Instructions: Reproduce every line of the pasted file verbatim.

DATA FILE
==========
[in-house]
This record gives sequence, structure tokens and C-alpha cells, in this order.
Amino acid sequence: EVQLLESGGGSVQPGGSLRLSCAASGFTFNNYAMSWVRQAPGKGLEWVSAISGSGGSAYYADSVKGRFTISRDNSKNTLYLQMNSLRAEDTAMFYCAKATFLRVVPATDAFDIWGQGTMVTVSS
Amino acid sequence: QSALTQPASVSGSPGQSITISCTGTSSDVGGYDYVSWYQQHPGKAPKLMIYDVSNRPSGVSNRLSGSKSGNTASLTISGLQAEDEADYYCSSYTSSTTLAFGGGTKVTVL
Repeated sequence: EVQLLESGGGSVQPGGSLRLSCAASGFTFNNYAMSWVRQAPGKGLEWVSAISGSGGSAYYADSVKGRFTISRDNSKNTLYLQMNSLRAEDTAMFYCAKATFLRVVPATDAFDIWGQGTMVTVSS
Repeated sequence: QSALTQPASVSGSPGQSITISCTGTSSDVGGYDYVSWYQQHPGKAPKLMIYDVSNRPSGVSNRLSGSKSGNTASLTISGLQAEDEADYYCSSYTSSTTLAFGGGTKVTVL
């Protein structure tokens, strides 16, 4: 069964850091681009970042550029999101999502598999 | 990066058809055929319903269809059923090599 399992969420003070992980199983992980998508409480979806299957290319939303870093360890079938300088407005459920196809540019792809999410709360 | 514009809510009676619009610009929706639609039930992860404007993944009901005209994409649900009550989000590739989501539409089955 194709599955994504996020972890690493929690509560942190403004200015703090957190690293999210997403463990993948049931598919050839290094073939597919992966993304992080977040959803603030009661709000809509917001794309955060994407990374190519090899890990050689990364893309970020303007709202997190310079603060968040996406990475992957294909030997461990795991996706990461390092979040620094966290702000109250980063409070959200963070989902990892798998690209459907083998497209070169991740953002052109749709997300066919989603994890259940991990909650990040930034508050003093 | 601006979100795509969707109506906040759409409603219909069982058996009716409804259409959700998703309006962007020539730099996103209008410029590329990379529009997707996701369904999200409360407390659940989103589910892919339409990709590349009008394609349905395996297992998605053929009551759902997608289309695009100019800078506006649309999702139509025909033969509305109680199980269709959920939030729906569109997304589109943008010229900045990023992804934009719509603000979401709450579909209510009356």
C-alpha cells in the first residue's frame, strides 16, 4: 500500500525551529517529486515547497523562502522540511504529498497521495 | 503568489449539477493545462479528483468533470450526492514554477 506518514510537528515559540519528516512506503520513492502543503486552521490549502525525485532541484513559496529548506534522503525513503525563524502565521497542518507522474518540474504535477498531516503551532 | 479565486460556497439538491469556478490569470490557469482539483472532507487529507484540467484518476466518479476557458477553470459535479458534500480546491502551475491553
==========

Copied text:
[in-house]
This record gives sequence, structure tokens and C-alpha cells, in this order.
Amino acid sequence: EVQLLESGGGSVQPGGSLRLSCAASGFTFNNYAMSWVRQAPGKGLEWVSAISGSGGSAYYADSVKGRFTISRDNSKNTLYLQMNSLRAEDTAMFYCAKATFLRVVPATDAFDIWGQGTMVTVSS
Amino acid sequence: QSALTQPASVSGSPGQSITISCTGTSSDVGGYDYVSWYQQHPGKAPKLMIYDVSNRPSGVSNRLSGSKSGNTASLTISGLQAEDEADYYCSSYTSSTTLAFGGGTKVTVL
Repeated sequence: EVQLLESGGGSVQPGGSLRLSCAASGFTFNNYAMSWVRQAPGKGLEWVSAISGSGGSAYYADSVKGRFTISRDNSKNTLYLQMNSLRAEDTAMFYCAKATFLRVVPATDAFDIWGQGTMVTVSS
Repeated sequence: QSALTQPASVSGSPGQSITISCTGTSSDVGGYDYVSWYQQHPGKAPKLMIYDVSNRPSGVSNRLSGSKSGNTASLTISGLQAEDEADYYCSSYTSSTTLAFGGGTKVTVL
């Protein structure tokens, strides 16, 4: 069964850091681009970042550029999101999502598999 | 990066058809055929319903269809059923090599 399992969420003070992980199983992980998508409480979806299957290319939303870093360890079938300088407005459920196809540019792809999410709360 | 514009809510009676619009610009929706639609039930992860404007993944009901005209994409649900009550989000590739989501539409089955 194709599955994504996020972890690493929690509560942190403004200015703090957190690293999210997403463990993948049931598919050839290094073939597919992966993304992080977040959803603030009661709000809509917001794309955060994407990374190519090899890990050689990364893309970020303007709202997190310079603060968040996406990475992957294909030997461990795991996706990461390092979040620094966290702000109250980063409070959200963070989902990892798998690209459907083998497209070169991740953002052109749709997300066919989603994890259940991990909650990040930034508050003093 | 601006979100795509969707109506906040759409409603219909069982058996009716409804259409959700998703309006962007020539730099996103209008410029590329990379529009997707996701369904999200409360407390659940989103589910892919339409990709590349009008394609349905395996297992998605053929009551759902997608289309695009100019800078506006649309999702139509025909033969509305109680199980269709959920939030729906569109997304589109943008010229900045990023992804934009719509603000979401709450579909209510009356």
C-alpha cells in the first residue's frame, strides 16, 4: 500500500525551529517529486515547497523562502522540511504529498497521495 | 503568489449539477493545462479528483468533470450526492514554477 506518514510537528515559540519528516512506503520513492502543503486552521490549502525525485532541484513559496529548506534522503525513503525563524502565521497542518507522474518540474504535477498531516503551532 | 479565486460556497439538491469556478490569470490557469482539483472532507487529507484540467484518476466518479476557458477553470459535479458534500480546491502551475491553